By Mark A. Upaa
The Nigerian Electoral body (INEC) is scheduled to hold the presidential and National Assembly elections on February 16. Governorship and Houses of Assembly elections will hold on March 2. The commissions chairman Prof. Mahmood Yakabu, who spoke yesterday during the Regular Consultative meeting of the Inter-Agency Consultative Committee on Election Security (ICCES).
ICCES include the security agencies and INEC. The committee oversees the security of both personnel and materials during and after elections. It is co-chair by the commission chairman and the National Security Adviser.
Yakubu, who expressed his displeasure with the uncoordinated approach, from previous elections, distanced himself and the electoral umpire from any acts which make it looks as if the security agencies are running a parallel or seperate arrangement from that of the commission.
The INEC chairman, who informed the various representatives of the security agencies of the INEC level of preparedness for the elections, said the meeting shall discuss modalities for actualising the provision of the law as it relates to deployment of security personnel. He said;
“However, we need a new security architecture for 2019 consistent with the provision of section 29(3) of the Electoral Act 2010 (as amended), which provides as follows: ‘Notwithstanding the provisions of any other law and for the purposes of securing the vote, the commission shall be responsible for requesting for the deployment of relevant security personnel necessary for elections or registration of voters and shall assign them in a manner to be determined by the commission in consultation with the relevant security agencies. “Provided that the commission shall only request for the deployment of the Nigerian Armed Forces only for the purposes of securing the distribution and delivery of election materials and protection of election officials.”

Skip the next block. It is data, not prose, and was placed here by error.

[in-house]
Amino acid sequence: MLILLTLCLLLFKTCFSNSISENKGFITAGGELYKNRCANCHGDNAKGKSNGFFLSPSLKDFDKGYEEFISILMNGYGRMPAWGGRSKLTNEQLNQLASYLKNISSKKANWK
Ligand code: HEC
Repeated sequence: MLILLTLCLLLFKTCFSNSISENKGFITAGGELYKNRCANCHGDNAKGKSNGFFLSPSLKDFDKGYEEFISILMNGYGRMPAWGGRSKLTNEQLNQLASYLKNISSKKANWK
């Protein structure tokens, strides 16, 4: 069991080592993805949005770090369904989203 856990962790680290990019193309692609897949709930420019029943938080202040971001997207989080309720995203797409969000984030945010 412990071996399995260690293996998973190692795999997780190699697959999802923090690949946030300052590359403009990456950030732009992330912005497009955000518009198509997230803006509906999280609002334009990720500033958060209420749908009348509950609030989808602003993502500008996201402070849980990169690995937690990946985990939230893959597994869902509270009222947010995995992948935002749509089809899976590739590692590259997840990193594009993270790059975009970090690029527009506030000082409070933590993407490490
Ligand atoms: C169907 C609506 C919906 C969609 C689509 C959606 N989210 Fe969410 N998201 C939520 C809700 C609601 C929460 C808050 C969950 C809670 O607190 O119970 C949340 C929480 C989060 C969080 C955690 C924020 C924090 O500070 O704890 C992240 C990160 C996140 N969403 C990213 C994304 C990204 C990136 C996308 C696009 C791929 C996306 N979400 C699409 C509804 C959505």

The Independent National Electoral Commission (INEC) has urged the Nigerian Police and other security agencies in the country to adhere strictly to the provisions of the Electoral Act, and avoid giving Nigerians the impression that the purpose of using security operatives to safeguard the process is to aid and abet rigging or manipulation. He stated that their is no separate security arrangements outside of those sanctioned by the commission.
Yakubu added that learning from the experiences of some of the 195 off-season elections conducted since 2015, that it was seeking a different approach to the deployment of security forces during the 2019 polls. Yakubu said, “Learning from the experiences of some of the 195 off-season elections conducted since 2015, it is pertinent to draw our attention to the need for a different approach to the deployment of security forces during elections. The Nigerian Police Force remains the lead agency for election security. Other security agencies will play a supportive role to the Nigerian Police.”